“This shows that there are no shortcuts to economic development...industrialisation is the way to go.”
The contribution of the manufacturing sector to African and Sadc GDP stood at only 10 per cent and 11 per cent, respectively, the Head of State said, adding that this called for the removal of barriers hindering industrialisation.
This, in turn, would encourage the private sector to capitalise on the existing potential within the Sadc bloc and the continent at large.
“We must face challenges instead of lamenting. That is why Tanzania is doing all in its power to address energy and transport challenges,” Dr Magufuli said, and mentioned the construction of the standard gauge railway and Stiegler’s Gorge power station as examples of major projects the country is currently undertaking.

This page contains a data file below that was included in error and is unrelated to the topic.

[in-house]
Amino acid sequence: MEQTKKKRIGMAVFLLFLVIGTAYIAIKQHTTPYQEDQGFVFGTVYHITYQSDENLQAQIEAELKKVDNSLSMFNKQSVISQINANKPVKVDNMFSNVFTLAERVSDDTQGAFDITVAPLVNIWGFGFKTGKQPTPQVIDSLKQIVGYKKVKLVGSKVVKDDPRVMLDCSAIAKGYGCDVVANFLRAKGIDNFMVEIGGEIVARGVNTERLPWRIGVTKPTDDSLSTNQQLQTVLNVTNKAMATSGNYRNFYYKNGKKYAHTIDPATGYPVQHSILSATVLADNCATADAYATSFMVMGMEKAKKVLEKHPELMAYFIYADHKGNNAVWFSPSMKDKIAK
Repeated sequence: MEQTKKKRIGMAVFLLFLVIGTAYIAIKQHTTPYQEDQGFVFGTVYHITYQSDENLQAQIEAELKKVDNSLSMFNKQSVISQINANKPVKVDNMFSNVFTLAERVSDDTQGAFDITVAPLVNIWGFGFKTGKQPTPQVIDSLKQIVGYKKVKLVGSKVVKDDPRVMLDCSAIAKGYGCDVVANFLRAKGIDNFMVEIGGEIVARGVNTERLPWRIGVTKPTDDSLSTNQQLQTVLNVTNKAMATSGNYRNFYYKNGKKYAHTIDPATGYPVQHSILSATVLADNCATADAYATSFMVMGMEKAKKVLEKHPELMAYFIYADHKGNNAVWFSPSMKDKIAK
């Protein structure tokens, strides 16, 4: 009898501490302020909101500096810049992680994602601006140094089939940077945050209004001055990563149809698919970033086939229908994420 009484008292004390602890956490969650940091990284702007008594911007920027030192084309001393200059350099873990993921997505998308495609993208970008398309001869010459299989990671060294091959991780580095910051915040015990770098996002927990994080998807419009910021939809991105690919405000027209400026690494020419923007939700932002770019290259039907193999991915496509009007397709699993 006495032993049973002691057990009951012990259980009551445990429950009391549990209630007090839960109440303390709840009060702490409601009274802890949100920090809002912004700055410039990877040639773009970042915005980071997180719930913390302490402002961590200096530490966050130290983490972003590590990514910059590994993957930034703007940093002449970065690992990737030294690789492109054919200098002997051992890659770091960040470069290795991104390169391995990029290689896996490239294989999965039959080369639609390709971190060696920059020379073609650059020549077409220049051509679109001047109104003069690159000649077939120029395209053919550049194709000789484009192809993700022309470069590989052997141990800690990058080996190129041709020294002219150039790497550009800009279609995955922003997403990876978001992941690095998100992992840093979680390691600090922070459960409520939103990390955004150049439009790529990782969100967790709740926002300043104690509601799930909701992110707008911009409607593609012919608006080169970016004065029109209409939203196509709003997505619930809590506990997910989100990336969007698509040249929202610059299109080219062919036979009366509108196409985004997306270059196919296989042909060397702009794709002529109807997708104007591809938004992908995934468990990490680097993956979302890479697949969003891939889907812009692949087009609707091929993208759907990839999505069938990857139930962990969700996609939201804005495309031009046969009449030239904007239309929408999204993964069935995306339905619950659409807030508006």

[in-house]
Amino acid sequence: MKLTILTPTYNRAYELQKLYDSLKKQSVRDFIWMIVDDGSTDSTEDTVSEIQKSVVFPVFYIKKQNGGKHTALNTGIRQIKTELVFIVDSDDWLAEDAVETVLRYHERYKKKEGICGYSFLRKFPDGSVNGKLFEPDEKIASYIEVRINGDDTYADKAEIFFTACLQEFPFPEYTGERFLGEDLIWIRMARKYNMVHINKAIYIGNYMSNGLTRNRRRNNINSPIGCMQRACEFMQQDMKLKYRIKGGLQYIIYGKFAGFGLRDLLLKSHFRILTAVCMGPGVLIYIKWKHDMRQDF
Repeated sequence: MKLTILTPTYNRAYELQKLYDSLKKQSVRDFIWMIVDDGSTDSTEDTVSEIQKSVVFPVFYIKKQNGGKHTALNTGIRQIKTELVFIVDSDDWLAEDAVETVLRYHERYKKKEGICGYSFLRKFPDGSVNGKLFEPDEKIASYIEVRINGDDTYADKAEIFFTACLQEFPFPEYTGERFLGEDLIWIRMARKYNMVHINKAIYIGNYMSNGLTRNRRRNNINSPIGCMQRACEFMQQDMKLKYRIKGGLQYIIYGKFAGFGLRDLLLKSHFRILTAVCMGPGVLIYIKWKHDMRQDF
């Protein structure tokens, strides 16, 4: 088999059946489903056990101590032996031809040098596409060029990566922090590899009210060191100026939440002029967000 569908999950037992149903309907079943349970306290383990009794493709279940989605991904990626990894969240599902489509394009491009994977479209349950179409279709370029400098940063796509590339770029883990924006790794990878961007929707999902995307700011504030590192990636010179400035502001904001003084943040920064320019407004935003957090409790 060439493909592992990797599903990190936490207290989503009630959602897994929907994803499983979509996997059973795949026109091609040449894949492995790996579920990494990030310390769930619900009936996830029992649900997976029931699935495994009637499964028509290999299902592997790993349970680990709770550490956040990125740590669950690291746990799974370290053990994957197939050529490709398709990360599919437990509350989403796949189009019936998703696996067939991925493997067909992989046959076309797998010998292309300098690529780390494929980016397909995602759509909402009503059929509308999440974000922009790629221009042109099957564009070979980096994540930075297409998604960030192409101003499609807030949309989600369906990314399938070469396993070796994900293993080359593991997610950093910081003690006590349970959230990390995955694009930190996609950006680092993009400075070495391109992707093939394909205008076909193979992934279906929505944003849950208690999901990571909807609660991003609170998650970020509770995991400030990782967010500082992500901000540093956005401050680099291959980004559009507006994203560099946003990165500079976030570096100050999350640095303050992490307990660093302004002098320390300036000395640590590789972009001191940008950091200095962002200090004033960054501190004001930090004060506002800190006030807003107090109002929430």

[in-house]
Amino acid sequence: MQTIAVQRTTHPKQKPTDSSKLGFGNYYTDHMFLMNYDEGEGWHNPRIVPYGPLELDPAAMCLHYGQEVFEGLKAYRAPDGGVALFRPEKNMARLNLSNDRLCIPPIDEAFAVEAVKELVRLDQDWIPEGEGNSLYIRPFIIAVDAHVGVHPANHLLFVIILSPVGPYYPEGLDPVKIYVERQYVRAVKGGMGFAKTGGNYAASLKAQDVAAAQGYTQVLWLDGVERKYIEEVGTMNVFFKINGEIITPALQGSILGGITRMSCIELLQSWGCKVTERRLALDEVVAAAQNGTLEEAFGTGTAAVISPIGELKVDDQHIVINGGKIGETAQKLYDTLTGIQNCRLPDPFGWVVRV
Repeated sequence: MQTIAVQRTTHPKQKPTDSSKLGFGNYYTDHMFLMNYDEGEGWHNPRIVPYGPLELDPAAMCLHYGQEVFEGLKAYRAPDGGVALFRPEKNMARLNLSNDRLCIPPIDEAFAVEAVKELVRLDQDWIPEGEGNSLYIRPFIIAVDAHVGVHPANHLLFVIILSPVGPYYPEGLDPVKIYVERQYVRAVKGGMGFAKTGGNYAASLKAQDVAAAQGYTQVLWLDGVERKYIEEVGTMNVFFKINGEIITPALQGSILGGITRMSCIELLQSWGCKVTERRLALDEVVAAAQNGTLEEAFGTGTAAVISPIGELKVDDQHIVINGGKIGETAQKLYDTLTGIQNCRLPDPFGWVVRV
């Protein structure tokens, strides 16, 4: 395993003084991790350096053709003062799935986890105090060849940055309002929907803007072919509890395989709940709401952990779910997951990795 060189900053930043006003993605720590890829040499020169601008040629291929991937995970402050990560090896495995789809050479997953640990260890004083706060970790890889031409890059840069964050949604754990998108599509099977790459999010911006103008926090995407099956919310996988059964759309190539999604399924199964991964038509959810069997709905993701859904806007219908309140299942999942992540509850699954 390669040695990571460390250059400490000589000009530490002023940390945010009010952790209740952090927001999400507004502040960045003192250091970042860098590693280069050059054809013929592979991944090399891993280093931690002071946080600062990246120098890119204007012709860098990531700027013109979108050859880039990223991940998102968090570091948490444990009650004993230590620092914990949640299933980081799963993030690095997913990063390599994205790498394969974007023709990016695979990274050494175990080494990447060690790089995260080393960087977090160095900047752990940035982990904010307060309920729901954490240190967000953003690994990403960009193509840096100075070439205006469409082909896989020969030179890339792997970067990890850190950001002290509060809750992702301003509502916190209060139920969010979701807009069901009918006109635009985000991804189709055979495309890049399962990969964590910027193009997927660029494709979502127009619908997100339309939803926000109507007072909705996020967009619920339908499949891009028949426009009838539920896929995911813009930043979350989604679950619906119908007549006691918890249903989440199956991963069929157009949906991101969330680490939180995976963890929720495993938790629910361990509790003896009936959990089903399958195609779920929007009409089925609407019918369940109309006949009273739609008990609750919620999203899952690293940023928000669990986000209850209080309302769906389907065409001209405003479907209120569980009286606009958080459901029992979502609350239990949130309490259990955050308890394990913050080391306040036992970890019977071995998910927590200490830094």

The Tanzania Private Sector Foundation (TPSF) said the potential of the private sector within the Sadc bloc was not being well utilised due to cross-border barriers.
TPSF chairperson Salum Shamte called for the private and public sectors to work together to address the bottlenecks.
“If we are to create economies of scale, we need to remove cross-border trade barriers,” he said.
“We need to ask ourselves why we are spending billions to import food while we have 60 per cent of all arable land globally.”
Mr Shamte commended the government for investing in air and rail transport, saying this would lower transport costs.
He called for partnership with other Sadc member states through a win-win approach.